Curtis Bartlett AKA “Police Fitness” was a Law Enforcement security professional who works overseas. He combined fitness with everyday duties as a Sheriff Deputy and a Firearms Instructor.
Bartlett first turned to the weight room in 2011, after recovering from a serious knee injury. Over the years, he built a strong and an aesthetic physique, gaining thousands of online fans along the way.
He’s since become a role model and motivation for people in the military, police, and everyone involved in the “fitness movement”. He lived to serve the people, protecting society as a Deputy Sheriff.
Curtis passed away in 2017, at the age of 32.
“Passion trumps everything.”
|Full Name: Curtis Bartlett|
|175 – 185lbs (79.4 – 83.9kg)||5’10” (177.5cm)||American||Fitness Trainer, Firearms Instructor, Sheriff Deputy|
|Weight||175 – 185lbs (79.4 – 83.9kg)|
|Profession||Fitness Trainer, Firearms Instructor, Sheriff Deputy|
“Small daily improvements are the key to long-term results!”
- Personal Trainer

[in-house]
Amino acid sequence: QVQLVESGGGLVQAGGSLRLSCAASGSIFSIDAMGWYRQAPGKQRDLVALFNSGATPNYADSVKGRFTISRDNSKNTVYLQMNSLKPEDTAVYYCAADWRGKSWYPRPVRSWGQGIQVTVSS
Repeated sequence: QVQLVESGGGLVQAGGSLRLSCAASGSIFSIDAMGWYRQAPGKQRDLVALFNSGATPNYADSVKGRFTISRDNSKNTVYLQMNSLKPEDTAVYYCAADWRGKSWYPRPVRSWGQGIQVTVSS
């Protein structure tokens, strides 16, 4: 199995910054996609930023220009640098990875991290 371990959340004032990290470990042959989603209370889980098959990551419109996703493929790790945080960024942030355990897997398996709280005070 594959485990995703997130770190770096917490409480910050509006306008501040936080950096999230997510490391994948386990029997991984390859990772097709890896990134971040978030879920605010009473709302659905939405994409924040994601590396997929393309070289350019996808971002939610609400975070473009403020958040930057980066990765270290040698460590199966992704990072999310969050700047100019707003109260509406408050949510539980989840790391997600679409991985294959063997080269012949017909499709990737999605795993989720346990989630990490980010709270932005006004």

- Firearms Instructor
“Making excuses burns exactly 0 calories.”
Balancing the life of a police officer with his passion for fitness was though; however, Curtis made no excuses. He trained 4-6 days per week, focusing mostly on full-body workouts.
However, he would switch his routine sometimes, and do muscle group splits. This way, he would put the body in a“state of shock”, inducing muscle growth.
His favorite exercises were weighted pull-ups, jump squats, and dumbbell chest press. When doing any exercise which involves chest, Curtis made sure to adequately warm up beforehand. He said this way, he avoided potential injuries.
Curtis’ Full-Body Arsenal Training
- Half-Mile Run
- 5x Muscle-Ups
- 10x Push-ups
- 5x Wide Grip Pull-Ups
- 25x Air Squats
- 5x Chin-Ups
- 10x Burpees
- 10x Alternating Cliffhangers
- Finish with a 4th Half-Mile Run
Curtis had a fast metabolism from the HIIT training he’d often do. However, he would indulge in a cheat meal whenever he felt his body craved it.
Generally, he ate healthy; having five meals a day. Each of his meals consisted of three vital macronutrients – fats, carbs, and proteins.
However, he tended to eat more carbs in the morning and at noon, while increasing his fat intake in the evening hours. His protein intake stayed similar throughout the day, consuming around 180 grams of whole-food protein.
Curtis prefered whole foods over supplementation. In case he couldn’t hit his daily protein goals for the day, he may have added in a scoop or two, of a quality whey isolate supplement, or used BCAAs throughout the day.